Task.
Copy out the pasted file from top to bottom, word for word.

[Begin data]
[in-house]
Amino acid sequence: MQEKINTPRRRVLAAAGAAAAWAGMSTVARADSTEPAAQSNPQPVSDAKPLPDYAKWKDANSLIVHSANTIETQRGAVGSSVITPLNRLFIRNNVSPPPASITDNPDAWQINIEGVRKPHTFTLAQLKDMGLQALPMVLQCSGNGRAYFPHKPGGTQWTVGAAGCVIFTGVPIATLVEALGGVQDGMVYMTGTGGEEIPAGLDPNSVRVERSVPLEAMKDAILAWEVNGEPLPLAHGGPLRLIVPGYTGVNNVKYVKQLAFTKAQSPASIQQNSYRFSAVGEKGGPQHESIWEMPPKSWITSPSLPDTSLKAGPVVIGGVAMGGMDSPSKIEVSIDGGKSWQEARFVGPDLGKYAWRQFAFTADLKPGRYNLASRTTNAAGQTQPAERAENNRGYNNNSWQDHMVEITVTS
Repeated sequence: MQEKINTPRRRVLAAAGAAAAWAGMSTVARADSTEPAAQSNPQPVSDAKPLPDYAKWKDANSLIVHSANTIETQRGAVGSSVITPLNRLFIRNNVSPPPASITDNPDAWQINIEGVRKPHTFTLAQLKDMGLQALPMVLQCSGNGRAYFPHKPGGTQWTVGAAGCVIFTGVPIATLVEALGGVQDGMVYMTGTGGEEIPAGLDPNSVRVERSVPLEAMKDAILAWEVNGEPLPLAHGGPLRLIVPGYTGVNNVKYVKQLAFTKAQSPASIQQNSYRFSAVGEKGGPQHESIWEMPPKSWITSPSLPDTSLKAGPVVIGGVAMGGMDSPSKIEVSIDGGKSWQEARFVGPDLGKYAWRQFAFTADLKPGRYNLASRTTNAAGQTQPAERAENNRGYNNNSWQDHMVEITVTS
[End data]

[in-house]
Amino acid sequence: MQEKINTPRRRVLAAAGAAAAWAGMSTVARADSTEPAAQSNPQPVSDAKPLPDYAKWKDANSLIVHSANTIETQRGAVGSSVITPLNRLFIRNNVSPPPASITDNPDAWQINIEGVRKPHTFTLAQLKDMGLQALPMVLQCSGNGRAYFPHKPGGTQWTVGAAGCVIFTGVPIATLVEALGGVQDGMVYMTGTGGEEIPAGLDPNSVRVERSVPLEAMKDAILAWEVNGEPLPLAHGGPLRLIVPGYTGVNNVKYVKQLAFTKAQSPASIQQNSYRFSAVGEKGGPQHESIWEMPPKSWITSPSLPDTSLKAGPVVIGGVAMGGMDSPSKIEVSIDGGKSWQEARFVGPDLGKYAWRQFAFTADLKPGRYNLASRTTNAAGQTQPAERAENNRGYNNNSWQDHMVEITVTS
Repeated sequence: MQEKINTPRRRVLAAAGAAAAWAGMSTVARADSTEPAAQSNPQPVSDAKPLPDYAKWKDANSLIVHSANTIETQRGAVGSSVITPLNRLFIRNNVSPPPASITDNPDAWQINIEGVRKPHTFTLAQLKDMGLQALPMVLQCSGNGRAYFPHKPGGTQWTVGAAGCVIFTGVPIATLVEALGGVQDGMVYMTGTGGEEIPAGLDPNSVRVERSVPLEAMKDAILAWEVNGEPLPLAHGGPLRLIVPGYTGVNNVKYVKQLAFTKAQSPASIQQNSYRFSAVGEKGGPQHESIWEMPPKSWITSPSLPDTSLKAGPVVIGGVAMGGMDSPSKIEVSIDGGKSWQEARFVGPDLGKYAWRQFAFTADLKPGRYNLASRTTNAAGQTQPAERAENNRGYNNNSWQDHMVEITVTS